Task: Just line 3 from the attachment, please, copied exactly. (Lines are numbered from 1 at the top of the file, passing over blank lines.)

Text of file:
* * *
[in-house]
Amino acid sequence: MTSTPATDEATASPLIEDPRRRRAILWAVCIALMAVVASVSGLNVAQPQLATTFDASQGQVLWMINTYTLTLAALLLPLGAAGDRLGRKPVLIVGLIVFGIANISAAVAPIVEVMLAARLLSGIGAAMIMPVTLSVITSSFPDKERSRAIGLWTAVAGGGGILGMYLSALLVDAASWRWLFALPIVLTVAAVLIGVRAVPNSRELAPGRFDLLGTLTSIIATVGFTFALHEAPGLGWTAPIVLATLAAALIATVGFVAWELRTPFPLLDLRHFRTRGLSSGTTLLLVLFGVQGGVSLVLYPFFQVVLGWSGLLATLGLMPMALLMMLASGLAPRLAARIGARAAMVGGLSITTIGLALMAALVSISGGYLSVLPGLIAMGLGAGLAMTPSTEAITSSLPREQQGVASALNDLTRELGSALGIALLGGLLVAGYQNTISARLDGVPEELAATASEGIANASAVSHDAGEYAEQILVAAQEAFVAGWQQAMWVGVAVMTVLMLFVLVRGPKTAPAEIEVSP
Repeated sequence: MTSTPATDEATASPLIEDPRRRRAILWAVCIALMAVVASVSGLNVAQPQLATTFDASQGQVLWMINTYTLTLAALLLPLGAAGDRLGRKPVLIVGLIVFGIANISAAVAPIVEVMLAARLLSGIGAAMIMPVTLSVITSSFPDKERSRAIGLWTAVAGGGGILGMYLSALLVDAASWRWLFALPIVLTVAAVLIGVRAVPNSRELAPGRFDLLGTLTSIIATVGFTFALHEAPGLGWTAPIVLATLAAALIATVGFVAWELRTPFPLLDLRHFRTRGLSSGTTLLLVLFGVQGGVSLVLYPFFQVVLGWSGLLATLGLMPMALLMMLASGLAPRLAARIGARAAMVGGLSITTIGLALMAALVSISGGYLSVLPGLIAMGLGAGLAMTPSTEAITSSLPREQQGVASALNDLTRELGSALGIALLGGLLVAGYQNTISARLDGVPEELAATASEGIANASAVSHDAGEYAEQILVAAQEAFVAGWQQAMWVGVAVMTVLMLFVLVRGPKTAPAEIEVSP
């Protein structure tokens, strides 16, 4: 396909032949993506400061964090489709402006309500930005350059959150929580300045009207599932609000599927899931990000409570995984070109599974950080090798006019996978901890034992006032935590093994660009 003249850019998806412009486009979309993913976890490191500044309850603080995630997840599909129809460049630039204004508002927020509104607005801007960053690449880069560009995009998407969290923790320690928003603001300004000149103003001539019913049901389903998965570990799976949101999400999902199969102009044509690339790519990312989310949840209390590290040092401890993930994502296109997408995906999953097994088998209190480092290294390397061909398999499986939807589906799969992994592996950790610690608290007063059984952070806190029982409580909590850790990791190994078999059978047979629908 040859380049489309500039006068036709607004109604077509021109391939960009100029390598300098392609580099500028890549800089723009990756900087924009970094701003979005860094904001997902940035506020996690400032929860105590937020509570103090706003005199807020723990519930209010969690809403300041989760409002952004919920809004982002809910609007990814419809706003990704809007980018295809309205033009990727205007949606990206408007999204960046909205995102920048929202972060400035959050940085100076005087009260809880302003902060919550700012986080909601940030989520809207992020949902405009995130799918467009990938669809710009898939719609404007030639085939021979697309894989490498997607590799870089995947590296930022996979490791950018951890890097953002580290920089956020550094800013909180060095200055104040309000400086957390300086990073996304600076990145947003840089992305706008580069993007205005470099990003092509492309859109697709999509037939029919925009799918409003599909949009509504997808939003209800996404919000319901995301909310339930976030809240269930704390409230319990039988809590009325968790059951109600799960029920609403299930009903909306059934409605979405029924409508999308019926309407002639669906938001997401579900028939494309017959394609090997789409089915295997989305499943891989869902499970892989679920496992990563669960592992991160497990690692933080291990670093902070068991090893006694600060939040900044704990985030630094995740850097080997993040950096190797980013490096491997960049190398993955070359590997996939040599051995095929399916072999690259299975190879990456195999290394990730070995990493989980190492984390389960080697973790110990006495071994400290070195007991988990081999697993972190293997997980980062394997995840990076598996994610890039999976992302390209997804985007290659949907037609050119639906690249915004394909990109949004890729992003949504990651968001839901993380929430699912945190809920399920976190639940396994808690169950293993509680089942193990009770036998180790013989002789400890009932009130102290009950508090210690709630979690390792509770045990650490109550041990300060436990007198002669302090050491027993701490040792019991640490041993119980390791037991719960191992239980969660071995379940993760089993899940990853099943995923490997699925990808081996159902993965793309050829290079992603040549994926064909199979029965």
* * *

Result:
Repeated sequence: MTSTPATDEATASPLIEDPRRRRAILWAVCIALMAVVASVSGLNVAQPQLATTFDASQGQVLWMINTYTLTLAALLLPLGAAGDRLGRKPVLIVGLIVFGIANISAAVAPIVEVMLAARLLSGIGAAMIMPVTLSVITSSFPDKERSRAIGLWTAVAGGGGILGMYLSALLVDAASWRWLFALPIVLTVAAVLIGVRAVPNSRELAPGRFDLLGTLTSIIATVGFTFALHEAPGLGWTAPIVLATLAAALIATVGFVAWELRTPFPLLDLRHFRTRGLSSGTTLLLVLFGVQGGVSLVLYPFFQVVLGWSGLLATLGLMPMALLMMLASGLAPRLAARIGARAAMVGGLSITTIGLALMAALVSISGGYLSVLPGLIAMGLGAGLAMTPSTEAITSSLPREQQGVASALNDLTRELGSALGIALLGGLLVAGYQNTISARLDGVPEELAATASEGIANASAVSHDAGEYAEQILVAAQEAFVAGWQQAMWVGVAVMTVLMLFVLVRGPKTAPAEIEVSP